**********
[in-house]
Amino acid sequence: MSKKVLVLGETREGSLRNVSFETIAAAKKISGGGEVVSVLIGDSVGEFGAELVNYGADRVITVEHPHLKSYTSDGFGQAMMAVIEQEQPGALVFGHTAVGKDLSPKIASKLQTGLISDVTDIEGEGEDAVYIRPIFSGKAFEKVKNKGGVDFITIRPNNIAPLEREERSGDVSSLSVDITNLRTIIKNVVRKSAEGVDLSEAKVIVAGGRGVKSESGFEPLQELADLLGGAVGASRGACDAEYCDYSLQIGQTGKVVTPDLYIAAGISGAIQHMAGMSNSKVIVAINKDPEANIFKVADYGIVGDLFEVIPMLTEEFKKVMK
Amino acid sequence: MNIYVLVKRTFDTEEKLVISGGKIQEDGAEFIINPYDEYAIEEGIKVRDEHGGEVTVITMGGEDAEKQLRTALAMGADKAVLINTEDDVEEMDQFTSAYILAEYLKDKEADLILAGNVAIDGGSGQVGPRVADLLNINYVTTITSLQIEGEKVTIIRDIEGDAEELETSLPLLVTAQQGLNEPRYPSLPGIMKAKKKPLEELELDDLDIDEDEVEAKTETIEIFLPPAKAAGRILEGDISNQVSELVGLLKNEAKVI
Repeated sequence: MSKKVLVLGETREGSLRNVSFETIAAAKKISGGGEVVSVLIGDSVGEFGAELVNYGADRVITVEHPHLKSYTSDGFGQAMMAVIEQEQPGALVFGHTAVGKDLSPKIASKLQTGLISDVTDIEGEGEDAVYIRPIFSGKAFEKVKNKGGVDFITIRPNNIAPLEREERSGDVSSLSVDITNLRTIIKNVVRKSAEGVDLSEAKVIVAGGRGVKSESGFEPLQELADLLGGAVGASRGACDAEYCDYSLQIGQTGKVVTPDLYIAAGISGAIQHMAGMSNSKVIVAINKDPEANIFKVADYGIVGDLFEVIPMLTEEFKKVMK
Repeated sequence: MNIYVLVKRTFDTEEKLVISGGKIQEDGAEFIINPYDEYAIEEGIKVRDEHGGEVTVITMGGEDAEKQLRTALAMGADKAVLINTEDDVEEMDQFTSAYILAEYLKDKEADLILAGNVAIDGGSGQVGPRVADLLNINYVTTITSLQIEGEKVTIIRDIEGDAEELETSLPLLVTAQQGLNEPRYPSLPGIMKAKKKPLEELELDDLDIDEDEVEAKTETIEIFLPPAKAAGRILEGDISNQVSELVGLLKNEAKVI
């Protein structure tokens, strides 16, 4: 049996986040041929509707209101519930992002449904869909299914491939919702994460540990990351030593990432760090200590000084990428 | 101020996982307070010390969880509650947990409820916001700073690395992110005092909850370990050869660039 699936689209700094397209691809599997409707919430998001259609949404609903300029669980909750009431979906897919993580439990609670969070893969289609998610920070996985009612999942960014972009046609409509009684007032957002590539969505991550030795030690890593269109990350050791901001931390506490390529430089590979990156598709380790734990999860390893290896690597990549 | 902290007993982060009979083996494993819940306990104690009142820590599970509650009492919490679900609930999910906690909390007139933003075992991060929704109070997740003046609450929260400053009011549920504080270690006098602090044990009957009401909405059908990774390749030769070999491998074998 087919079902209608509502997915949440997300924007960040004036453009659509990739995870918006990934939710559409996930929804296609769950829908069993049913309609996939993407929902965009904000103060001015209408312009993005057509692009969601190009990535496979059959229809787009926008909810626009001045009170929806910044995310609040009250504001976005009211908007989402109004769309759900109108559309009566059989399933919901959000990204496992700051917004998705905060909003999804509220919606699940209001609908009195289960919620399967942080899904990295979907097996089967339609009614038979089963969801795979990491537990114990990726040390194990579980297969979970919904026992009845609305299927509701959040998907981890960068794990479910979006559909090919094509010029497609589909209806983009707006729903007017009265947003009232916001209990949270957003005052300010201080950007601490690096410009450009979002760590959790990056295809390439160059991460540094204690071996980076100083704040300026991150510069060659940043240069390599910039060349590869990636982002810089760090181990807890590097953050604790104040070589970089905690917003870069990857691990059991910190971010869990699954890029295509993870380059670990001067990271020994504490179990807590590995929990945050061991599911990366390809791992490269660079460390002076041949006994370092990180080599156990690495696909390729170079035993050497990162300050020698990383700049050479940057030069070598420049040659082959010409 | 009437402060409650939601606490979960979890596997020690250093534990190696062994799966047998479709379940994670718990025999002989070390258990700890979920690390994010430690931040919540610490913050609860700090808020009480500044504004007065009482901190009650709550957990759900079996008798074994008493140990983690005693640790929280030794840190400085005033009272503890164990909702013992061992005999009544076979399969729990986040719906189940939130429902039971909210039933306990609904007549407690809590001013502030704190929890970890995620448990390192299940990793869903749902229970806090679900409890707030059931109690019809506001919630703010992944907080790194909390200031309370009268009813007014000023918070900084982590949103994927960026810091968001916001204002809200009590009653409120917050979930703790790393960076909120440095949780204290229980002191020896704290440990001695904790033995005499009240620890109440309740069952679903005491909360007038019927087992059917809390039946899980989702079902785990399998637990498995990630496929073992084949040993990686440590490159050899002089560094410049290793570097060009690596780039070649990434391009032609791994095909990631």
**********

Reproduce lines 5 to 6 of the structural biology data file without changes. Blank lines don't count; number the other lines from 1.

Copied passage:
Repeated sequence: MNIYVLVKRTFDTEEKLVISGGKIQEDGAEFIINPYDEYAIEEGIKVRDEHGGEVTVITMGGEDAEKQLRTALAMGADKAVLINTEDDVEEMDQFTSAYILAEYLKDKEADLILAGNVAIDGGSGQVGPRVADLLNINYVTTITSLQIEGEKVTIIRDIEGDAEELETSLPLLVTAQQGLNEPRYPSLPGIMKAKKKPLEELELDDLDIDEDEVEAKTETIEIFLPPAKAAGRILEGDISNQVSELVGLLKNEAKVI
């Protein structure tokens, strides 16, 4: 049996986040041929509707209101519930992002449904869909299914491939919702994460540990990351030593990432760090200590000084990428 | 101020996982307070010390969880509650947990409820916001700073690395992110005092909850370990050869660039 699936689209700094397209691809599997409707919430998001259609949404609903300029669980909750009431979906897919993580439990609670969070893969289609998610920070996985009612999942960014972009046609409509009684007032957002590539969505991550030795030690890593269109990350050791901001931390506490390529430089590979990156598709380790734990999860390893290896690597990549 | 902290007993982060009979083996494993819940306990104690009142820590599970509650009492919490679900609930999910906690909390007139933003075992991060929704109070997740003046609450929260400053009011549920504080270690006098602090044990009957009401909405059908990774390749030769070999491998074998 087919079902209608509502997915949440997300924007960040004036453009659509990739995870918006990934939710559409996930929804296609769950829908069993049913309609996939993407929902965009904000103060001015209408312009993005057509692009969601190009990535496979059959229809787009926008909810626009001045009170929806910044995310609040009250504001976005009211908007989402109004769309759900109108559309009566059989399933919901959000990204496992700051917004998705905060909003999804509220919606699940209001609908009195289960919620399967942080899904990295979907097996089967339609009614038979089963969801795979990491537990114990990726040390194990579980297969979970919904026992009845609305299927509701959040998907981890960068794990479910979006559909090919094509010029497609589909209806983009707006729903007017009265947003009232916001209990949270957003005052300010201080950007601490690096410009450009979002760590959790990056295809390439160059991460540094204690071996980076100083704040300026991150510069060659940043240069390599910039060349590869990636982002810089760090181990807890590097953050604790104040070589970089905690917003870069990857691990059991910190971010869990699954890029295509993870380059670990001067990271020994504490179990807590590995929990945050061991599911990366390809791992490269660079460390002076041949006994370092990180080599156990690495696909390729170079035993050497990162300050020698990383700049050479940057030069070598420049040659082959010409 | 009437402060409650939601606490979960979890596997020690250093534990190696062994799966047998479709379940994670718990025999002989070390258990700890979920690390994010430690931040919540610490913050609860700090808020009480500044504004007065009482901190009650709550957990759900079996008798074994008493140990983690005693640790929280030794840190400085005033009272503890164990909702013992061992005999009544076979399969729990986040719906189940939130429902039971909210039933306990609904007549407690809590001013502030704190929890970890995620448990390192299940990793869903749902229970806090679900409890707030059931109690019809506001919630703010992944907080790194909390200031309370009268009813007014000023918070900084982590949103994927960026810091968001916001204002809200009590009653409120917050979930703790790393960076909120440095949780204290229980002191020896704290440990001695904790033995005499009240620890109440309740069952679903005491909360007038019927087992059917809390039946899980989702079902785990399998637990498995990630496929073992084949040993990686440590490159050899002089560094410049290793570097060009690596780039070649990434391009032609791994095909990631």